Compact Settlement for Highly Seasonal Wastewater Plant
Every waste water treatment plant is different, so no 'one-size-fits-all' solution is available. Each individual plant must be custom designed to meet the needs of the area it serves - though, of course, the principal processes follow a similar pattern.
The key challenges at Anglian Water's plant at Caister include the dramatic variation in demand. Caister, and Great Yarmouth to which it is virtually joined, are relatively cold in winter - but hot and dry in summer. They are in the centre of the caravan/holiday park/tourist site area of the East Anglian coast, with the Norfolk Broads just inland, and the summer population peaks around 200 000, very much higher than the winter numbers.
The site is also below the level of the sea's natural flood plain - that is, left entirely to its own devices, Caister Waste Water Treatment Centre (WWTC) would be under water. The site has not flooded, but it could, so it has been constructed with some buildings raised a few feet from the ground, and others surrounded by a protective bund, designed to hold back flood waters.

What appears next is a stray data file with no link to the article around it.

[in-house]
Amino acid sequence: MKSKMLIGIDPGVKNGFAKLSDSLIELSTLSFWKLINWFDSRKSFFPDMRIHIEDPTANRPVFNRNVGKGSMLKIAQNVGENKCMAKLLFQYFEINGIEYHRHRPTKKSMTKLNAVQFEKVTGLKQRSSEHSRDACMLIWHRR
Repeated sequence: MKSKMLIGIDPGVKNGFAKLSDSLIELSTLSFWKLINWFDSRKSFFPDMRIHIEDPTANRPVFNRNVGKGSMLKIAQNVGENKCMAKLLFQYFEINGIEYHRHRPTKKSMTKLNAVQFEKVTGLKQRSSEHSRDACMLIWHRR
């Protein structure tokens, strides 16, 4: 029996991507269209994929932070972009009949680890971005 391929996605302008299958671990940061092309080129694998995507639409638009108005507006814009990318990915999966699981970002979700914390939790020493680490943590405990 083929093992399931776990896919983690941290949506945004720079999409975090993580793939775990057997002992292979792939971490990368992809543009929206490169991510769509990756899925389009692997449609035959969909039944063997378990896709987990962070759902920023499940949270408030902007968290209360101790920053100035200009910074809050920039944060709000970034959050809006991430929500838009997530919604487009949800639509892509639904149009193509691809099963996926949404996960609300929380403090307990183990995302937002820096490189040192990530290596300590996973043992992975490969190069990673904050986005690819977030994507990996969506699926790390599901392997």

It is a realistic threat. A short drive up to the North Norfolk coast brings you to Weybourne, where coastal erosion has already seen a sewage treatment plant lost to the sea, in an active and planned retreat of the protected tidal barrier.
But this low level in itself also creates other challenges. The site is largely reclaimed alluvial ground, and very soft; weighty structures need to be firmly anchored to prevent them from sinking.
Finally, the 8 ha site is close to residential areas, and has to allow for some possible future expansion. The land is there, as not all the site is currently used, but planning issues require Caister to be as compact a plant as can reasonably be achieved.
A little bit of history
"In 1986 the headworks were built for a better scheme," describes Anglian Water's Dave Steward, who is responsible for Caister from the company's nearby Stalham offices. "It was designed to take in all of the Caister catchment area, and part of Yarmouth, and pumped the treated water 4,5 km from the site, ending up 1,5 km out to sea. But this was still just preliminary treatment. Screening removed detritus and inorganic solids, and the rest was pumped away.